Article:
I was so excited to see this article on Fast Co. Design: "Apple. The name has become synonymous with good design. But it’s also had a few missteps in recent years. Skeuomorphism is taking the place of clean interfaces."
Here's another talking about the whole thing:
As both Thompson’s and Biddle’s articles describe, the philosophy that drives the majority of contemporary UIs is called skeuomorphism. Derived from the Greek words Skeuos, meaning vessel or tool, and morph, meaning shape, a skeuomorph is, according to the Oxford Dictionary, a “derivative object that retains ornamental design cues to a structure that was necessary in the original.” The term can apply to either a physical or digital creation. In other words, it means to replicate the form and material qualities of something that are no longer inherently necessary, all with the objective of making new designs “look comfortably old and familiar,” Nicholas Gessler writes in “Skeuomorphs and Cultural Algorithms.” When applied to UI, the logic here is that it will make the interface more intuitive and usable, as the user will understand how it functions based on their knowledge of the analog object it is replicating.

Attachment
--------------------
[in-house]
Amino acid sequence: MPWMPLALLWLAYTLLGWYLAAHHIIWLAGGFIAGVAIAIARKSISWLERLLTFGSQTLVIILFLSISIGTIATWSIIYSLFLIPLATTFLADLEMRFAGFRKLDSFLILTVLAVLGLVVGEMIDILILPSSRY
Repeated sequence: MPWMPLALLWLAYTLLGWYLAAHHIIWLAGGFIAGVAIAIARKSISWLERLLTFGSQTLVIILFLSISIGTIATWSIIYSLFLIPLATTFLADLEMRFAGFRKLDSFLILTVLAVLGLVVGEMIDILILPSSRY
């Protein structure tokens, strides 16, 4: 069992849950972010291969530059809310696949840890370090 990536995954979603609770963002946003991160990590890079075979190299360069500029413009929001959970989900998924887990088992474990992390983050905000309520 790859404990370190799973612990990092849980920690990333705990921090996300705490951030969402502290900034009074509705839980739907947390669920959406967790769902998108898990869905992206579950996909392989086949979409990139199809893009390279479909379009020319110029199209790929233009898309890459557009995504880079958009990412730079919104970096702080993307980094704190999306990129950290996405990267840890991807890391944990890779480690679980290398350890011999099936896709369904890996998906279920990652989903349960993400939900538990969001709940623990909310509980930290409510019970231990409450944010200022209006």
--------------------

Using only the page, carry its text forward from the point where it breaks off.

But what I am really fascinated with is how we choose or become with Skeuomorphs. The investigation continues.